If there is one thing I don’t want to change about Myanmar even when it becomes really big as a tourist destination, it is the people’s sincerity.
This is not to say that there are no scammers or people who overcharge in Myanmar. As with any travel destination, it is best to be alert.
3) Food, glorious food. Order a regular set of rice and curry from a typical Burmese restaurant and you will be pleasantly surprised to find yourself served three or more side dishes (plus a big plate or more of fresh vegetables with a salty-spicy dip), offered unlimited rice throughout your dining pleasure, and later, free dessert!
Burmese feast! (dessert not yet included)
And Burmese don’t scrimp on ingredients, either. Whether you are eating at an open-air roadside eatery for 1000 kyat (roughly one dollar), or dining at a restaurant with a finer ambiance, expect the ingredients to be plentiful. Noodles are not just noodles, for example – they are laden with generous portions of meat and vegetables.
And the taste – savory spicy oily (sometimes creamy) heaven! Of course, it will still depend on the restaurant you choose. But so far, of the around ten eateries and restaurants I have tried during my visit, I was not disappointed.
4) It is still relatively untouched. Unlike the tourist crowds at say, Cambodia (think hundreds and hundreds of tourists waiting for the sunrise at Angkor Wat), Myanmar is not deluged with tourists – yet. At Bagan, I remember there were only less than ten tourists with us when we watched the sunrise, and Shwedagon Pagoda, even on a weekend, was not overwhelmingly crowded.
So, if you find big crowds stressful and just want to relax and unhurriedly enjoy the country’s beauty, the best time to visit is NOW.
5) Tourist-friendly facilities and conveniences are increasing. I read from blogs of travelers who visited Myanmar last year and in the past that Internet is difficult to come by, and is often slow (think dial-up speed), and that there are only a few cafes offering Wi-Fi connection.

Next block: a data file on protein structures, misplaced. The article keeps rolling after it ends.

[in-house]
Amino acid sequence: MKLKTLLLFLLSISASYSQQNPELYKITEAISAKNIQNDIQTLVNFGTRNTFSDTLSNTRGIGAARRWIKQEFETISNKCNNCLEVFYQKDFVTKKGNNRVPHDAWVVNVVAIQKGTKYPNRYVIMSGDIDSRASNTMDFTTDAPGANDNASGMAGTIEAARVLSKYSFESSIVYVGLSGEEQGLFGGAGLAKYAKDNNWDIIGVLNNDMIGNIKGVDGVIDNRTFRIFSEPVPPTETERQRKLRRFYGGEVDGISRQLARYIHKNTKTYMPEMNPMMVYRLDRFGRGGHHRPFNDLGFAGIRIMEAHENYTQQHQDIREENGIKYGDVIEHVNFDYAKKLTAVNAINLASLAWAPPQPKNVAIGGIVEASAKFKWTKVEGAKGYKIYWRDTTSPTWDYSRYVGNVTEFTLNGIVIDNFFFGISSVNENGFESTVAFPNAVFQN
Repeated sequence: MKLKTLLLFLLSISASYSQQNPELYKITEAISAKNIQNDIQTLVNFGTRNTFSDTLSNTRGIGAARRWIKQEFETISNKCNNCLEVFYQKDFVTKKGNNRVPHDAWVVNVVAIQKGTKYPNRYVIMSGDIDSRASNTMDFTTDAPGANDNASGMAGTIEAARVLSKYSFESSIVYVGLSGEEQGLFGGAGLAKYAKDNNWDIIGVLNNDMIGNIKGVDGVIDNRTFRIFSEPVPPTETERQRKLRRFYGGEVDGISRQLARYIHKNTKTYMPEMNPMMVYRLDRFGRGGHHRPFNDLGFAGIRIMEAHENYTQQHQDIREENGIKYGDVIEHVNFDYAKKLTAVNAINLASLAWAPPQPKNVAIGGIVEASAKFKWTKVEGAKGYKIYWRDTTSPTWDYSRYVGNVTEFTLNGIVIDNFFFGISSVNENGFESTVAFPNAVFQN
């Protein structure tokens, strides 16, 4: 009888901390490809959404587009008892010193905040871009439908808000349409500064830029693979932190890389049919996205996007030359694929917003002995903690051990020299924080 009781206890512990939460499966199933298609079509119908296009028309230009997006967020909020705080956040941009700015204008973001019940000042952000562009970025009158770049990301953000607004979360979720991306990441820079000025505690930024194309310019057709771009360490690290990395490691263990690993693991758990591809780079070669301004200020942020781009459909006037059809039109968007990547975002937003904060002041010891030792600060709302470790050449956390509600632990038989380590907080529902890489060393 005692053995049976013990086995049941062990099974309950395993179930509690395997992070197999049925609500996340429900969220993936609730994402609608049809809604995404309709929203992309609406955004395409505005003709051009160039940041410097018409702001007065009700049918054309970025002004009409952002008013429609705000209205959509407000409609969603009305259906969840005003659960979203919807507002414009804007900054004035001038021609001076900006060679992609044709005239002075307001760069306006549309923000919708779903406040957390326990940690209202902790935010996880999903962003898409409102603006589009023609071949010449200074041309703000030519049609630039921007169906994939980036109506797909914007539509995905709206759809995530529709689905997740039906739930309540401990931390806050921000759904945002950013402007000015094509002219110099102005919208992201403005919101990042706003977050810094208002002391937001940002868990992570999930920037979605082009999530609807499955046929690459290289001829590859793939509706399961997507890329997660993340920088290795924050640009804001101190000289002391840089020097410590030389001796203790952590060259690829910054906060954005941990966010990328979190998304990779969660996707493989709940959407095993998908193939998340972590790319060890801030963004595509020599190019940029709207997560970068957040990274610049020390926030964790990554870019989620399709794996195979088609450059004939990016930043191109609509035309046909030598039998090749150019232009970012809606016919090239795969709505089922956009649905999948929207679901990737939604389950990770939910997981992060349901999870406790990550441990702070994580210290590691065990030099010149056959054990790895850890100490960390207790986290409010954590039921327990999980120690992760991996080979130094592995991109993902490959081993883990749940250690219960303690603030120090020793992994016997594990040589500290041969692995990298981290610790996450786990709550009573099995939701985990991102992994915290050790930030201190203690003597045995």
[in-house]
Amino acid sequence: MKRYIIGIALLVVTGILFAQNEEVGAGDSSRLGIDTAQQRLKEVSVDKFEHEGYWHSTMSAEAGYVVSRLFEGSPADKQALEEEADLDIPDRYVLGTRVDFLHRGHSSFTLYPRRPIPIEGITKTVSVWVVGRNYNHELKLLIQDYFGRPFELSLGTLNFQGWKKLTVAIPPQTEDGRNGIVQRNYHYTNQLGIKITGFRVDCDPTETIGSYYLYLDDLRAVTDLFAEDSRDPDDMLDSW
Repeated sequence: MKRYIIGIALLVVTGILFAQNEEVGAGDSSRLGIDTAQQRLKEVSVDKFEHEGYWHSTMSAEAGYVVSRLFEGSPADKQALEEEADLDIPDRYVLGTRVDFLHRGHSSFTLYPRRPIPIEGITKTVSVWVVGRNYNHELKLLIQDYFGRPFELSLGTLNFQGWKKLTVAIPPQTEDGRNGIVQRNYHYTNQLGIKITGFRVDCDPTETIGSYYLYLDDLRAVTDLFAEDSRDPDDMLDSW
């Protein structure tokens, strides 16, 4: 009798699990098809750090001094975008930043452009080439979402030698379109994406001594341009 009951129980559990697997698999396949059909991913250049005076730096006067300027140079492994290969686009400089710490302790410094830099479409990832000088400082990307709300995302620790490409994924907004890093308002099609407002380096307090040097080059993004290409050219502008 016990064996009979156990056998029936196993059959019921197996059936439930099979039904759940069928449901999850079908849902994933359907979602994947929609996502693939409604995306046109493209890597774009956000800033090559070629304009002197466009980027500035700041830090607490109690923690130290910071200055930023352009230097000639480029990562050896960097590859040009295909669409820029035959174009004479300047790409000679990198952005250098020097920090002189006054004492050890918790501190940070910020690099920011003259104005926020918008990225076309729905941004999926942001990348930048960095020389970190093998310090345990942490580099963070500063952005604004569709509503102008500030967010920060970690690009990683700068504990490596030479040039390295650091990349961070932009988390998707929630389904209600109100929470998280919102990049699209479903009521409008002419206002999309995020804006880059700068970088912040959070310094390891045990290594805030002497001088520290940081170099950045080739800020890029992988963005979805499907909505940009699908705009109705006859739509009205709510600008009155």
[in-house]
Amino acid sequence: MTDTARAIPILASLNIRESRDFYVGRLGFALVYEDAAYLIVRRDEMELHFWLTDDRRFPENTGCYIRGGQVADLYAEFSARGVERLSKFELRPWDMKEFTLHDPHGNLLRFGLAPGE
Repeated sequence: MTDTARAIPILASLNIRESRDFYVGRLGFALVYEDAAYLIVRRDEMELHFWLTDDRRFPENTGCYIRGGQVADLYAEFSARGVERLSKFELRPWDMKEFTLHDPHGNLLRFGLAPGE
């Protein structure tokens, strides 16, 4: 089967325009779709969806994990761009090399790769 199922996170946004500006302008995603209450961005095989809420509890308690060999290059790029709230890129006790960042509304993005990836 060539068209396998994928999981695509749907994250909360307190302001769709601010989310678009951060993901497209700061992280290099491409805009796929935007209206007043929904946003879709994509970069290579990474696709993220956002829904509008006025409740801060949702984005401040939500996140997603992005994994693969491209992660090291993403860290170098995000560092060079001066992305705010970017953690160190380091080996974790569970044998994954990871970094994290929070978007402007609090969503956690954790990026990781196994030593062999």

That might have been the case then, but during our group’s visit two weeks ago, we did not have problems finding Wi-Fi. There was Wi-Fi in our accommodations (including a backpackers’ place I checked into when I traveled solo later), and at most of the restaurants we ate at. Sure, sometimes Internet was slow at our accommodations, but at the restaurants, Internet was quite fast.
I was also advised to bring all my spending money – crisp, flawless dollar bills for exchange – as ATMs are hard to come by. Upon arrival at Yangon International Airport, though, I immediately saw a working ATM, and many more later at Shwedagon Pagoda and a few parts in Yangon, and also Mandalay. While ATMs are not as easily accessible compared with other countries’ cities, they are certainly accessible enough.
ATM and money exchange facilities at Shwedagon
They don’t seem to be too strict with the flawless state of dollars, either. While hotel staff and Shwedagon Pagoda staff refused to accept my tattered one-dollar bills, they accepted my bills with noticeable creases of a few centimeters long or less.
Since the military government in Myanmar started relaxing its control, the country has been opening itself up to the rest of the world, and I believe Myanmar’s people are also working to make it more tourist-friendly.